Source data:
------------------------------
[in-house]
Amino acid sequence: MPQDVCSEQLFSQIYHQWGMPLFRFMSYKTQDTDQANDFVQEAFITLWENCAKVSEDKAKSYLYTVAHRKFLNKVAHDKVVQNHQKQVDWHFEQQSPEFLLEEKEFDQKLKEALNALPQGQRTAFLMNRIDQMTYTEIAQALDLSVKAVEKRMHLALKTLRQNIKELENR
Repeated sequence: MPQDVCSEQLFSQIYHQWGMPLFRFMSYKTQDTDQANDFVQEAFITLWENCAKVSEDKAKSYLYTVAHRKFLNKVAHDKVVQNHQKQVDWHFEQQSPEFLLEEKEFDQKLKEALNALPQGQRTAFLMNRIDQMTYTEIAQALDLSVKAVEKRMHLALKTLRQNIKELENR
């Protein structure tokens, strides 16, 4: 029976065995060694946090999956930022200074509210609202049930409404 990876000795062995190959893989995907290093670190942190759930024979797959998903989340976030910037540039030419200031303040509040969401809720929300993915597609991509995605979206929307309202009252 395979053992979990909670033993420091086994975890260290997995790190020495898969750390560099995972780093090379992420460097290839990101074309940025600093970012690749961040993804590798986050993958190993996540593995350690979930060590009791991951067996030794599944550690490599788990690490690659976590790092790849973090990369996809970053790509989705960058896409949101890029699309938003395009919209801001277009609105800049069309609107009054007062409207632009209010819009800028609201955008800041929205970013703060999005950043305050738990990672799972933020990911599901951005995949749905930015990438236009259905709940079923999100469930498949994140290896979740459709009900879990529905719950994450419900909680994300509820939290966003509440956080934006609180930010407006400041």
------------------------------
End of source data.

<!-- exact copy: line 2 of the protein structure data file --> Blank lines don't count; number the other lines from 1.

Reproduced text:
Amino acid sequence: MPQDVCSEQLFSQIYHQWGMPLFRFMSYKTQDTDQANDFVQEAFITLWENCAKVSEDKAKSYLYTVAHRKFLNKVAHDKVVQNHQKQVDWHFEQQSPEFLLEEKEFDQKLKEALNALPQGQRTAFLMNRIDQMTYTEIAQALDLSVKAVEKRMHLALKTLRQNIKELENR